Better Utilizing Investments to Leverage Development (BUILD) Discretionary Grants
Amount: $1.5 billion available
Application due: July 19, 2018 via Grants.gov
Webinars: May 24th, May 29th, May 31st 2018
Term: Funds must be obligated within 3 years
Match: 20% non-Federal funds required (DOT may fund more than 80% of project costs in rural areas)
BUILD Transportation grants replace the pre-existing Transportation Investment Generating Economic Recovery (TIGER) grant program. FY 2018 BUILD Transportation grants are for investments in surface transportation infrastructure and are to be awarded on a competitive basis for projects that will have a significant local or regional impact. BUILD funding can support roads, bridges, transit, rail, ports or intermodal transportation.
Projects for BUILD will be evaluated based on merit criteria that include safety, economic competitiveness, quality of life, environmental protection, state of good repair, innovation, partnership, and additional non-Federal revenue for future transportation infrastructure investments.
DOT intends to award a greater share of BUILD funding to projects located in rural areas that align well with the selection criteria than to such projects in urban areas. The notice highlights rural needs in several of the evaluation criteria, including support for rural broadband deployment where it is part of an eligible transportation project.
The Consolidated Appropriations Act of 2018 made available $1.5 billion for National Infrastructure Investments, otherwise known as BUILD Transportation Discretionary grants, through September 30, 2020. For this round of BUILD grants, the maximum grant award is $25 million, and no more than $150 million can be awarded to a single State. At least 30 percent of funds must be awarded to projects located in rural areas.
Geographic Distribution: No more than 10% of funds (or $150 million) may be awarded to projects in a single State. Not less than 30% of the funds (or $450 million) shall be used for projects located in rural areas. Further, DOT must take measures to ensure an equitable geographic distribution of grant funds, an appropriate balance in addressing the needs of urban and rural areas, and investment in a variety of transportation modes. “Rural area” as any area outside an Urbanized Area (UA) as designated by the US Census Bureau. A UA is an area that consists of densely settled territory with a population of 50,000 or more people.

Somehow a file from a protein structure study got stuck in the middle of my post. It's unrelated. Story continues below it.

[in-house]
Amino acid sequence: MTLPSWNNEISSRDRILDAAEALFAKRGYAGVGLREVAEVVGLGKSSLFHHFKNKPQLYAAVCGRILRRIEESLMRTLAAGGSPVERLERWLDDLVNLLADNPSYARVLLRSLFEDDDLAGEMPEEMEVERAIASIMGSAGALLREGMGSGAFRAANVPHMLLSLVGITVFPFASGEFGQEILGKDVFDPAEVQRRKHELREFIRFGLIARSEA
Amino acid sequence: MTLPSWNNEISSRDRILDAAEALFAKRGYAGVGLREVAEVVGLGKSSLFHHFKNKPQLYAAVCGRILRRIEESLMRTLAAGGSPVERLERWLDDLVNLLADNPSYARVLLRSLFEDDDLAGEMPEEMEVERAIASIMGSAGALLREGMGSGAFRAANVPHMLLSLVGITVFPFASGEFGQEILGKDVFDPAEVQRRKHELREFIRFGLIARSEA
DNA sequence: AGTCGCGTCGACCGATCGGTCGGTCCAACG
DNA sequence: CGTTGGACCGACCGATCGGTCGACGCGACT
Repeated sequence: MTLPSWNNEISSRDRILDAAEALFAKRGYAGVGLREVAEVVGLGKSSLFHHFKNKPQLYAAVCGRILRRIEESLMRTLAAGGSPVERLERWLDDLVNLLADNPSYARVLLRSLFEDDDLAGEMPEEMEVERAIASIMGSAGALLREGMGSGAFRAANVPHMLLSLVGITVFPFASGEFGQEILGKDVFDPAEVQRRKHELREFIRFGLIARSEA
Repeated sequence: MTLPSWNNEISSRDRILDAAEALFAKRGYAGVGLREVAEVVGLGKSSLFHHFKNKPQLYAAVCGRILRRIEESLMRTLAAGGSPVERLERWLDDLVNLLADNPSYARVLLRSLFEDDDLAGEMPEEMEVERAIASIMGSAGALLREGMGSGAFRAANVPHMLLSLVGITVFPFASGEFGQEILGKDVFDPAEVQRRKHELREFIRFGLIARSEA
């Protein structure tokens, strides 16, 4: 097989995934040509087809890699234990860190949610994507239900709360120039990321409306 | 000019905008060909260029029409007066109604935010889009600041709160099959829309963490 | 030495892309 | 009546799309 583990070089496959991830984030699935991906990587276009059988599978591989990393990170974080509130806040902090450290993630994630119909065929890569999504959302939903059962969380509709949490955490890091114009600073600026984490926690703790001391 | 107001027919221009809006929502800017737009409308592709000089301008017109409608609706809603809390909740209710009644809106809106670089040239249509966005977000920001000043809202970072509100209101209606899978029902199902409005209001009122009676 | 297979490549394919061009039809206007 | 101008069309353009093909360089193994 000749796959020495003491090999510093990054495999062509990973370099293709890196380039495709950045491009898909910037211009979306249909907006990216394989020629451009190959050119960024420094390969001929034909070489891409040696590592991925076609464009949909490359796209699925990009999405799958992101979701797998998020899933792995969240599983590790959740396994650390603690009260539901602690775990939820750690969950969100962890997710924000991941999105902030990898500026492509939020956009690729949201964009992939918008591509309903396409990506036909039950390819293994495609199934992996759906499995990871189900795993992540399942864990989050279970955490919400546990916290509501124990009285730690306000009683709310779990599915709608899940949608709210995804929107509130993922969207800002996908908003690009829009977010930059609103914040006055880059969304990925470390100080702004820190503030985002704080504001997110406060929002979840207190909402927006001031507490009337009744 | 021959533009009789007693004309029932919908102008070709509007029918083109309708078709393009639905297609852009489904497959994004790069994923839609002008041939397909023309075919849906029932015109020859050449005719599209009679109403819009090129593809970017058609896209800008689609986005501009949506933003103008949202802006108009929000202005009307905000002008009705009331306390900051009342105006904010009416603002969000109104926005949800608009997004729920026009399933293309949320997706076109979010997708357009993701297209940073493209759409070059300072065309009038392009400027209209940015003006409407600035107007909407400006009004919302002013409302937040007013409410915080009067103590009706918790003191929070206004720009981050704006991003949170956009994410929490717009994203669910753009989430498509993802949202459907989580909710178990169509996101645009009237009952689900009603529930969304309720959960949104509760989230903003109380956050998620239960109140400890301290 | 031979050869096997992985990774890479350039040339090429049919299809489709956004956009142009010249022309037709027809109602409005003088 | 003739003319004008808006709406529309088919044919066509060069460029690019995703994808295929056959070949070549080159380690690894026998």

State and Local Planning: A project that receives Grant funds may require approval by the Metropolitan Planning Organization or State as part of the Long Range Plans and Transportation Improvement Program (TIP)/Statewide Transportation Improvement Program (STIP). Applicants should coordinate with the relevant planning authority to ensure that the project will be included in the appropriate plan if required before an operating administration may obligate funds to the project. If the project is not included in the relevant planning documents when the BUILD application is submitted, applicants should include with their application a certification from the appropriate planning agency that actions are underway to include the project in the relevant planning document.
Environmental Approvals: Projects should have received or have substantially completed all Federal, State and local permits and approvals, including National Environmental Policy Act (“NEPA”) analysis, at the time the application is submitted. The application should include adequate information to assess the ability to obtain any remaining environmental reviews and permitting in a time period that would allow funds to be obligated within the required timeframe.
Right-of-Way and Design: The obligation of BUILD funds for construction or other activities by an operating administration may be contingent on completion of right-of-way acquisition and final design approval, and/or additional approvals contingent on completion of right-of-way acquisition and design. Therefore, applicants should demonstrate, through their project schedule that they reasonably expect to have right-of-way acquisition and design completed, as well as any other needed approvals or pre-construction steps. Applicants should submit a reasonable schedule of when right-of-way (if applicable), design, and any other required approvals are expected to be obtained.
State, local and tribal governments, including US territories, transit agencies, port authorities, metropolitan planning organizations (MPOs), and other political subdivisions of State or local governments. Multi-States or jurisdictions may submit a joint application and must identify a lead applicant.